Los Angeles gives go-ahead to George Lucas’s Museum of Narrative Art


The Los Angeles approved an environmental study and other steps which will allow George Lucas to build his Museum of Narrative Art within the next few years.

On Tuesday, the Los Angeles city council approved requirements for building the Lucas Museum of Narrative Art.

Before it could be built on, the proposed site of the museum underwent an environmental study as well as other requirements. Now that such preliminaries are dealt with, construction on the museum can begin. According to Associated Press, officials hope construction will start sometime this year and be completed by 2021. The museum is to be located in Exposition Park, which is near the University of Southern California (George Lucas’s alma mater, incidentally).

Concept art. Image Credit: Lucas Museum of Narrative Art

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Founded and funded by Lucas, the Lucas Museum of Narrative Art will present “an insider’s perspective on the cinematic creative process and the boundless potential of the digital medium.” The focus of the museum is, as evidenced by its name, narrative art. Narrative art encompasses all visual mediums which tell a story. The museum will not just display video clips from Star Wars, then. It will also showcase “narrative painting, illustration, photography, film, animation and digital art.”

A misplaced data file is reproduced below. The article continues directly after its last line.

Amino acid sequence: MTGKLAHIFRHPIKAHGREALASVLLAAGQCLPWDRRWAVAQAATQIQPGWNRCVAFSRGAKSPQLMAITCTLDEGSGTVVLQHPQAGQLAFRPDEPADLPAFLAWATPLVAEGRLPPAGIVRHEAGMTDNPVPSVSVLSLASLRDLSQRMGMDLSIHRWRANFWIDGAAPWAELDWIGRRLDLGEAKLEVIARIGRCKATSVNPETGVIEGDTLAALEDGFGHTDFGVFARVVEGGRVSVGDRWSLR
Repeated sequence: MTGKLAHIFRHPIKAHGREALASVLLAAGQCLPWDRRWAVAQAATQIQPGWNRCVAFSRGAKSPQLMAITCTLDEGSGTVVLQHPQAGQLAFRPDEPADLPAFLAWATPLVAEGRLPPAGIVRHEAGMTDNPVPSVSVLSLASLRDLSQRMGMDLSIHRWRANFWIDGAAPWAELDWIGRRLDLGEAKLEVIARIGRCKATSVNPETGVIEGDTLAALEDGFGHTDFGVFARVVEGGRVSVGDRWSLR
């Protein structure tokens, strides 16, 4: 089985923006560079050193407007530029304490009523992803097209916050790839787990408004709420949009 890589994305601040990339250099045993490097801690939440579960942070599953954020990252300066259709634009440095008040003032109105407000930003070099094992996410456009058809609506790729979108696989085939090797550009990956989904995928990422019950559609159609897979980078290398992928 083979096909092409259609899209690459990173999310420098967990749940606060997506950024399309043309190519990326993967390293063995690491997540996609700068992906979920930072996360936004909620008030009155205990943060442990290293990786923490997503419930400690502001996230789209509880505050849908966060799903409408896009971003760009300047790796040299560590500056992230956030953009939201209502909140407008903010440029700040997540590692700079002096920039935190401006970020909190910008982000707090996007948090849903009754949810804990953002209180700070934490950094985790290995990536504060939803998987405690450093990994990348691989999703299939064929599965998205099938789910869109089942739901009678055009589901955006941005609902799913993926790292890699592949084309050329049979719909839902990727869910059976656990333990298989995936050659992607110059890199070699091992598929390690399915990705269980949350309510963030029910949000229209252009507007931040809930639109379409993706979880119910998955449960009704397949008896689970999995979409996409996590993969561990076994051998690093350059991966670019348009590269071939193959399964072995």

Lucas initially wanted the museum built in Chicago. Unfortunately for the citizens of Chicago, conservationists objected to the proposed building’s impact on the chosen location. Fortunately for the citizens of Los Angeles, however, the LA city council stepped in and offered up their city for the museum’s home. I couldn’t be happier that they did. George Lucas is an amazing filmmaker, and narrative art is his forte. I can’t wait to see what he does inside that gorgeous edifice in the concept art above.

Are you excited about the Lucas Museum of Narrative Art finally being built? Comment below.

Editor’s note: This article originally stated that the Lucas Museum of Narrative Art building site still needed to undergo an environmental impact study as well as meet other requirements before construction on the museum could begin. This error was changed to say that the LA city council already approved requirements such as the environmental impact study, thus allowing construction on the museum to begin in the near future.